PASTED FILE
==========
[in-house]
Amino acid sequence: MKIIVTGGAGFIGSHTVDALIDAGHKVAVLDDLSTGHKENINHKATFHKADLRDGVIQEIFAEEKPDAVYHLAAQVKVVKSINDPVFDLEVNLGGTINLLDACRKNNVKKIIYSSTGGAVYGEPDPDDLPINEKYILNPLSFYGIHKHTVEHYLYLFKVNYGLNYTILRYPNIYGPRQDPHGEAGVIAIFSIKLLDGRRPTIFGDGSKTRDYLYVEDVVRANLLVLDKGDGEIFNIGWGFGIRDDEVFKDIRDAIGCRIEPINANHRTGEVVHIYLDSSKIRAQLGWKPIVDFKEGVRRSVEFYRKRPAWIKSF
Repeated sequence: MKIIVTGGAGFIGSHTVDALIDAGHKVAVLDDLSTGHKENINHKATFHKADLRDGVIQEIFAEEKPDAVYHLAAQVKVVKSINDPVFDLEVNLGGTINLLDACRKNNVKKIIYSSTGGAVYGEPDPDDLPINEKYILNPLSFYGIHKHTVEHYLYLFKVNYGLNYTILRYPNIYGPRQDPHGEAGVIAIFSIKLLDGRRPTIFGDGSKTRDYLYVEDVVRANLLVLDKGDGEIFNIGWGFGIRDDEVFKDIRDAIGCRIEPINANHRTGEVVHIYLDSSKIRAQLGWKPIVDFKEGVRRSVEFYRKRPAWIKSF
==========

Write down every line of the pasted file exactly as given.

[in-house]
Amino acid sequence: MKIIVTGGAGFIGSHTVDALIDAGHKVAVLDDLSTGHKENINHKATFHKADLRDGVIQEIFAEEKPDAVYHLAAQVKVVKSINDPVFDLEVNLGGTINLLDACRKNNVKKIIYSSTGGAVYGEPDPDDLPINEKYILNPLSFYGIHKHTVEHYLYLFKVNYGLNYTILRYPNIYGPRQDPHGEAGVIAIFSIKLLDGRRPTIFGDGSKTRDYLYVEDVVRANLLVLDKGDGEIFNIGWGFGIRDDEVFKDIRDAIGCRIEPINANHRTGEVVHIYLDSSKIRAQLGWKPIVDFKEGVRRSVEFYRKRPAWIKSF
Repeated sequence: MKIIVTGGAGFIGSHTVDALIDAGHKVAVLDDLSTGHKENINHKATFHKADLRDGVIQEIFAEEKPDAVYHLAAQVKVVKSINDPVFDLEVNLGGTINLLDACRKNNVKKIIYSSTGGAVYGEPDPDDLPINEKYILNPLSFYGIHKHTVEHYLYLFKVNYGLNYTILRYPNIYGPRQDPHGEAGVIAIFSIKLLDGRRPTIFGDGSKTRDYLYVEDVVRANLLVLDKGDGEIFNIGWGFGIRDDEVFKDIRDAIGCRIEPINANHRTGEVVHIYLDSSKIRAQLGWKPIVDFKEGVRRSVEFYRKRPAWIKSF